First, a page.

If you have difficulties working these numbers out on your own, check out these sites for free resources:
http://financialplan.about.com/cs/budgeting/l/blbudget.htm
http://www.betterbudgeting.com/budgetformsfree.htm
http://www.free-financial-advice.net/budget.html
http://www.christianpf.com/

March 2, 2010
Budget Part 2

In “Budget Part 1″, I talked about what a budget is, how our family uses the budget, and a starting place for you to begin creating your budget. In part 2, my goal is to help you begin to make a plan based on your findings.

Making a plan
After you have figured out where your money goes each month, how much you have left over, or how much you lack to cover your costs, it’s time to make a plan.

1. If you find that your income is not enough to cover your costs, then you need to cut costs. You may ask, “How?”. Begin by making a list of absolute needs (housing, electricity, water, clothes, and food). Then look at what remains on your expenses list and start cutting. This may hurt, in fact, it probably will, but you have no choice if you are living beyond your needs. Magazine subscriptions, gym memberships, daily trips to get coffee, and going out to eat are NOT absolute needs.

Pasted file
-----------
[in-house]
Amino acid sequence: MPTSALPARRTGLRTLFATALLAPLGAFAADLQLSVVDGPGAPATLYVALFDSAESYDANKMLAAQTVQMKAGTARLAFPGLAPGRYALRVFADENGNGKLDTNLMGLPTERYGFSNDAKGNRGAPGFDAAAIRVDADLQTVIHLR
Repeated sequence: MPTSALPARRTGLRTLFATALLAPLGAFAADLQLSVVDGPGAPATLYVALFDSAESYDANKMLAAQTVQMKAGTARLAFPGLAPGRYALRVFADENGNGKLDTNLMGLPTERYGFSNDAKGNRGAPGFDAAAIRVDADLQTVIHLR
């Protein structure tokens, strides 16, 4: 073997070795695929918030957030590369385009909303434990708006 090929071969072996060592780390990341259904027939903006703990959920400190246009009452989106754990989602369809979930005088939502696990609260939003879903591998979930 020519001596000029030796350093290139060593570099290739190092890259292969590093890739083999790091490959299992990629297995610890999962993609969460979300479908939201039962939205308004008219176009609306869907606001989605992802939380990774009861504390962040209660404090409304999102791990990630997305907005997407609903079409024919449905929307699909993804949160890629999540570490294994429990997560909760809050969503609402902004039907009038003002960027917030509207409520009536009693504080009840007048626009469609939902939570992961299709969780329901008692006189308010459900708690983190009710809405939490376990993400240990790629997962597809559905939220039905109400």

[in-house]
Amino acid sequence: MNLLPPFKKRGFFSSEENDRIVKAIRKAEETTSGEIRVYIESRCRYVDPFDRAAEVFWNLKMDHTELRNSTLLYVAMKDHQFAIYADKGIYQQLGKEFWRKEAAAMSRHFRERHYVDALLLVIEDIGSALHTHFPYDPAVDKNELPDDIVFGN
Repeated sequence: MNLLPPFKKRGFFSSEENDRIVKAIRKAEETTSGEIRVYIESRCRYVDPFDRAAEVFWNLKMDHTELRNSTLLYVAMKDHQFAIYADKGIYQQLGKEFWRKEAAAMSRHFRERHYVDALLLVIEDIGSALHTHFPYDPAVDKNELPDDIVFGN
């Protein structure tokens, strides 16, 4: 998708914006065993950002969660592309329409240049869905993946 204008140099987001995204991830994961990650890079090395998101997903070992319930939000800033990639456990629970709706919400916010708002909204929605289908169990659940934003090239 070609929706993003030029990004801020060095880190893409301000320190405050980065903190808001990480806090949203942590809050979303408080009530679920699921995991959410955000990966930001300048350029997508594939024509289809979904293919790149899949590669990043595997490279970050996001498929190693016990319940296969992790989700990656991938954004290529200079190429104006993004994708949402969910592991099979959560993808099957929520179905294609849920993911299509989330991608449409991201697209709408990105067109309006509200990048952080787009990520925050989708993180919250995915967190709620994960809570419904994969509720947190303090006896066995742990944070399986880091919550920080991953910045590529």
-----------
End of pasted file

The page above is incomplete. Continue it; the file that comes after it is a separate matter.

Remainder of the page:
2. If you have enough income to cover your expenses, but money is still “tight”, then ask yourself the hard question, “What am I spending money on that is not a NEED?” and then make some goals from there.

The goals you make will obviously vary depending on your individual situation. As I have stated before, our main goal right now is for me to be at home with our son; so, our goals are to not only cut out unnecessary expenses, but to also trim down our food costs, electricity, and water. Basically to cut EVERYTHING we possible can. It’s not always fun, but it’s our goal.

If things just seem too overwhelming right now, don’t worry. Take a deep breath and if need be, sleep on it. When you revisit the situation, be sure to be well rested and not hungry. If you feel you need a bit more guidance on making goals (whether short or long term) I recommend reading about Dave Ramsey’s plan found HERE. His 7 “Baby Steps” really aided us in our budget planning.

16 Responses to "Budgeting"

  1. Sylvie Williams says:

    I use Quicken to run reports on our spending. We also do not use cash for anything; this way I know exactly where each penny is going.